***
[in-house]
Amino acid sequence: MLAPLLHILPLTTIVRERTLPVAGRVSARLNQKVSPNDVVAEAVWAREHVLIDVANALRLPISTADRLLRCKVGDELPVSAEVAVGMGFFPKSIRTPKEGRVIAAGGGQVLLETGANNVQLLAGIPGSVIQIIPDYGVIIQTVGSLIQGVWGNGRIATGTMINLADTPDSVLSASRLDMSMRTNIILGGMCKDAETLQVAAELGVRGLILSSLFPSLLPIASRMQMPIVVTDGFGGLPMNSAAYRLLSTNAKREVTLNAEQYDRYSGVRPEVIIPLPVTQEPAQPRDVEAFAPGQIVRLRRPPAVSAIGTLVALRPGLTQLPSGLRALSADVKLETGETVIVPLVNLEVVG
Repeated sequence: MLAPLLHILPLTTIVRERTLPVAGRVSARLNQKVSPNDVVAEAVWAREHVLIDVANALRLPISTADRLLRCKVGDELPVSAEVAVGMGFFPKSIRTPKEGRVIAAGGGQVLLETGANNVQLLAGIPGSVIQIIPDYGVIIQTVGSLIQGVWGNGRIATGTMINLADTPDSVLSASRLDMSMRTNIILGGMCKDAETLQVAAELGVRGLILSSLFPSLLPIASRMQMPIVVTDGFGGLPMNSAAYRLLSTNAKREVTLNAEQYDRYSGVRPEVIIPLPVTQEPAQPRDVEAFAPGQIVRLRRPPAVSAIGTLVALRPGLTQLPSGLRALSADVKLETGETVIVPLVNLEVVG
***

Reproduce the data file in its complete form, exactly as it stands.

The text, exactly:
[in-house]
Amino acid sequence: MLAPLLHILPLTTIVRERTLPVAGRVSARLNQKVSPNDVVAEAVWAREHVLIDVANALRLPISTADRLLRCKVGDELPVSAEVAVGMGFFPKSIRTPKEGRVIAAGGGQVLLETGANNVQLLAGIPGSVIQIIPDYGVIIQTVGSLIQGVWGNGRIATGTMINLADTPDSVLSASRLDMSMRTNIILGGMCKDAETLQVAAELGVRGLILSSLFPSLLPIASRMQMPIVVTDGFGGLPMNSAAYRLLSTNAKREVTLNAEQYDRYSGVRPEVIIPLPVTQEPAQPRDVEAFAPGQIVRLRRPPAVSAIGTLVALRPGLTQLPSGLRALSADVKLETGETVIVPLVNLEVVG
Repeated sequence: MLAPLLHILPLTTIVRERTLPVAGRVSARLNQKVSPNDVVAEAVWAREHVLIDVANALRLPISTADRLLRCKVGDELPVSAEVAVGMGFFPKSIRTPKEGRVIAAGGGQVLLETGANNVQLLAGIPGSVIQIIPDYGVIIQTVGSLIQGVWGNGRIATGTMINLADTPDSVLSASRLDMSMRTNIILGGMCKDAETLQVAAELGVRGLILSSLFPSLLPIASRMQMPIVVTDGFGGLPMNSAAYRLLSTNAKREVTLNAEQYDRYSGVRPEVIIPLPVTQEPAQPRDVEAFAPGQIVRLRRPPAVSAIGTLVALRPGLTQLPSGLRALSADVKLETGETVIVPLVNLEVVG